|1st February 2006, 06:35 PM||#1 (permalink)|
A wise warrior is strong.
Join Date: Jan 2006
I was always told that it is wrong to use compound words like: Shouldn't and isn't when writing something formal but it is okay to use them in dialogue. Does anyone know what the rule is?
|1st February 2006, 09:03 PM||#2 (permalink)|
Join Date: Jun 2003
Blog Entries: 9
That's the rule, as far as I know. Any kind of formal writing should not have any contractions in it. Formal writing would include journal articles, papers for classes, some essays, and most non-fiction books.
In dialogue, and sometimes in narration in fiction, it's okay to use contractions because that's the way people speak. Some essays also lend themselves to more informal writing. You can't really completely accurately reproduce natural speech in fiction; it would just be too difficult to follow. And if you don't believe that, interview someone, then transcribe the interview word for word, pause for pause, fill sound (like "um" and "ah"). You'll see what I mean.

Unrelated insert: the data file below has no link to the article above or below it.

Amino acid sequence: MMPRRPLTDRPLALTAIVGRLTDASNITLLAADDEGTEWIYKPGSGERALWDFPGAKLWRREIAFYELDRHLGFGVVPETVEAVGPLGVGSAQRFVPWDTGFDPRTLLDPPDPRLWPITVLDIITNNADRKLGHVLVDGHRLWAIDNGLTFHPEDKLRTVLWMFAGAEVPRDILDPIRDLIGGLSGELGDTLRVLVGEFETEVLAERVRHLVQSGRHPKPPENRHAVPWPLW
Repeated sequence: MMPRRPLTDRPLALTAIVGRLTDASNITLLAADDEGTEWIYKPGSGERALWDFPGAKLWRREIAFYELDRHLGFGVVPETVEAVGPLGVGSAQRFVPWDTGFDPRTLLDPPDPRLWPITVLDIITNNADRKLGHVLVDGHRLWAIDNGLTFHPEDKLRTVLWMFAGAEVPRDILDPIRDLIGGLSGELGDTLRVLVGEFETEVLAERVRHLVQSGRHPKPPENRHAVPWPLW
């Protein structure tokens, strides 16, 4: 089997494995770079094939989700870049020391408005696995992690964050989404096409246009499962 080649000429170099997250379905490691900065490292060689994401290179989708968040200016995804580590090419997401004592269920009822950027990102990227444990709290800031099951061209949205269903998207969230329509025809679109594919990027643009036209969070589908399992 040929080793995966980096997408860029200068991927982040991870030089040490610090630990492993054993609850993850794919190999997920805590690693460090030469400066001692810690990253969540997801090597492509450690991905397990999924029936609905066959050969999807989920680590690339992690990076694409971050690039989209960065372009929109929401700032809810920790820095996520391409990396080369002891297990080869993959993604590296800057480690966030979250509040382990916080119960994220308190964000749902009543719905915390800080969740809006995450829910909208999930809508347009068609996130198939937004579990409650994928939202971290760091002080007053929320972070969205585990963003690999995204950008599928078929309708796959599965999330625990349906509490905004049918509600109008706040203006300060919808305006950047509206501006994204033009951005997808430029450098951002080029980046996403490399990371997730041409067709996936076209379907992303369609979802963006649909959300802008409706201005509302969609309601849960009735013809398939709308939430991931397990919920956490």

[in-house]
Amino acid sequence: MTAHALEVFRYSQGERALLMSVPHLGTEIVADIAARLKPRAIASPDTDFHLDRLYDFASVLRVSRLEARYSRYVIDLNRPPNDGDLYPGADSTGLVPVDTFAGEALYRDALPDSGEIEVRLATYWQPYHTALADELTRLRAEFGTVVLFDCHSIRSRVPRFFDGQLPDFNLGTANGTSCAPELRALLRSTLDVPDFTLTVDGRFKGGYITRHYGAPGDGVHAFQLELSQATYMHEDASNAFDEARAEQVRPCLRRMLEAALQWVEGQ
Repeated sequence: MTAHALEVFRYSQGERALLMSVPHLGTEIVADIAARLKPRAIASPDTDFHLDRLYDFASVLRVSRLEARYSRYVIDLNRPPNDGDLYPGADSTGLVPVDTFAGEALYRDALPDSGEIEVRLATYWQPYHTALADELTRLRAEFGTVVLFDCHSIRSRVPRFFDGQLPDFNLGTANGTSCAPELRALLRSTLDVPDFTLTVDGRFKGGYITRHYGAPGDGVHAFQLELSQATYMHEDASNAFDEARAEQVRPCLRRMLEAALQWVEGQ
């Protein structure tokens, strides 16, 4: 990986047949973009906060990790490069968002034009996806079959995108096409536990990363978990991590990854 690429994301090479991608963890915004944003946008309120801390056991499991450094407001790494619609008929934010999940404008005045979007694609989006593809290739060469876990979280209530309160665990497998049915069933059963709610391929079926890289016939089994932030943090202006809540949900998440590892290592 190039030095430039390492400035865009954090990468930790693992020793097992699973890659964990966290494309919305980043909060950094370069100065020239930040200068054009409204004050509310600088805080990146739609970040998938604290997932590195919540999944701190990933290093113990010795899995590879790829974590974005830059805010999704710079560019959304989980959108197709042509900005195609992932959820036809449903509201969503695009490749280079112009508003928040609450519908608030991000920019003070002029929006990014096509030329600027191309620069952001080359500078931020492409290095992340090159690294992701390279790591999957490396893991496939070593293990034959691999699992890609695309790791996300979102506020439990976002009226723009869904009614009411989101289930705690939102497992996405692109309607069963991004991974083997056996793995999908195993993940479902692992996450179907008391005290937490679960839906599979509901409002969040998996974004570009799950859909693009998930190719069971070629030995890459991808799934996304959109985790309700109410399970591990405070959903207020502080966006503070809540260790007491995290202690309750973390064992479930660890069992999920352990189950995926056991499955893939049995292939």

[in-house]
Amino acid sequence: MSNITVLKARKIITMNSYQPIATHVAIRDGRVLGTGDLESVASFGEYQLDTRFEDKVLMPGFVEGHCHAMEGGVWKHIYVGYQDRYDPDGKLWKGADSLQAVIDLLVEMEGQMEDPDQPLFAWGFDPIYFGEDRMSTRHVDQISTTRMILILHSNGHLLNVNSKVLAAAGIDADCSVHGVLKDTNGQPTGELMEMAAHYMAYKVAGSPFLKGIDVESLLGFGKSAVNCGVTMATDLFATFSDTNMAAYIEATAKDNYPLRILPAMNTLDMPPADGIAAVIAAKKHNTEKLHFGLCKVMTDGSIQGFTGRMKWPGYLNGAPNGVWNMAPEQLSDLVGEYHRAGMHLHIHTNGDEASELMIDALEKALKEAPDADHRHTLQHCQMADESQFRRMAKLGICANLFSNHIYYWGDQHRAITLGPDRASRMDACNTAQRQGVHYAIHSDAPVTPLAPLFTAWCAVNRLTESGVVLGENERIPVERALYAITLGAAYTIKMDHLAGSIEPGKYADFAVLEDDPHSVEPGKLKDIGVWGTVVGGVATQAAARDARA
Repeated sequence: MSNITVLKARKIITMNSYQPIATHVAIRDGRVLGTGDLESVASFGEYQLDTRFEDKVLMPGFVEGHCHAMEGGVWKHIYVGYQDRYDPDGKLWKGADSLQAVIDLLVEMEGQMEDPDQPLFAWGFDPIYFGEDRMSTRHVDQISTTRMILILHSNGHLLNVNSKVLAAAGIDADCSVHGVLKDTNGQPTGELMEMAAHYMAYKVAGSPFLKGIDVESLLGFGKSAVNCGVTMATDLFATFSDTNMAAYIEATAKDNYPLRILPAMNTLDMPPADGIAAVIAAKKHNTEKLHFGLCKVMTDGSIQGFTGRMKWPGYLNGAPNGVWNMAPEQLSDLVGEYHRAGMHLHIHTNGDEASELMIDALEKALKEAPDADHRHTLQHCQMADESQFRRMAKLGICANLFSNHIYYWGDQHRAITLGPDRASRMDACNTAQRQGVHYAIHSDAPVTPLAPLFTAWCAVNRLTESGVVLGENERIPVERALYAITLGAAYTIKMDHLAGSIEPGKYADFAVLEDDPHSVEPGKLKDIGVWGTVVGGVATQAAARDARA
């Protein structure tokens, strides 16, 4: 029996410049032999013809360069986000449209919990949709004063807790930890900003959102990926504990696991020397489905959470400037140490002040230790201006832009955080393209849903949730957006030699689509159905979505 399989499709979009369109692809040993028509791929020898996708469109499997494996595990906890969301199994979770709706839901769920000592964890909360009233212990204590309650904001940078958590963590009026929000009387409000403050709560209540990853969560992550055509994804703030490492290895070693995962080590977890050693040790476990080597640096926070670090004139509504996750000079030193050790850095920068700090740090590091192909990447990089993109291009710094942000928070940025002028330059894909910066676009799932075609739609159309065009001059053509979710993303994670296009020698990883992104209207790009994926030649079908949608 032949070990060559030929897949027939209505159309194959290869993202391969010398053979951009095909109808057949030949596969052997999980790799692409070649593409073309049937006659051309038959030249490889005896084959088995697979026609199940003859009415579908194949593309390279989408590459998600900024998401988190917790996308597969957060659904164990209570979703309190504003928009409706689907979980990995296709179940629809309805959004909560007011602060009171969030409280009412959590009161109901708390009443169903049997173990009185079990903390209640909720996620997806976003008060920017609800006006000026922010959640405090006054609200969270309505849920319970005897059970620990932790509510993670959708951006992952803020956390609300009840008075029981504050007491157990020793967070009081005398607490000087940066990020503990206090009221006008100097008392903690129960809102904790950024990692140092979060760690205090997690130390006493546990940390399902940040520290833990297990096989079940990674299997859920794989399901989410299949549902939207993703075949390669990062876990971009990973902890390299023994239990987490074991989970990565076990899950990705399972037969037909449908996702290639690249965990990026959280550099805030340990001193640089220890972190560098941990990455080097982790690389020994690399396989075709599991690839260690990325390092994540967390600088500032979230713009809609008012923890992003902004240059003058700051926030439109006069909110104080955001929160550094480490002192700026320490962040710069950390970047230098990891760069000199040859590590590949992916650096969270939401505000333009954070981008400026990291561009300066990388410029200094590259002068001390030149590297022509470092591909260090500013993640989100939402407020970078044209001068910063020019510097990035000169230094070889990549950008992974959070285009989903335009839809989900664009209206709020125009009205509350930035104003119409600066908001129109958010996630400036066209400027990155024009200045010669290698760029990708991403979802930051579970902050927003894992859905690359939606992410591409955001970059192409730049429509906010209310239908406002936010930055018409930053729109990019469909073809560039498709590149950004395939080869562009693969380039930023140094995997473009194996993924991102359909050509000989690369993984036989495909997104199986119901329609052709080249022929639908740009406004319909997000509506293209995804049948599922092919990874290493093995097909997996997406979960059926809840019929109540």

In fact, doing that - recording a conversation (with all the participants' permission, of course) and then transcribing it is a good writing exercise. It's helpful to get the feel for the rhythms of different speech patterns, the word choices people use, and similar issues involved in writing dialogue.
Oh, and I'm going to move this to the workshop area.
|15th February 2006, 05:02 PM||#3 (permalink)|
Join Date: Nov 2004
Blog Entries: 17
Compound words are fine: something, candlestick, brainwash, bookkeeper, chainmail.
What you are worried about is contractions.
As littlemiss says, for fiction the rule is more flexible. Even in the narrative, it's a matter of viewpoint and style.
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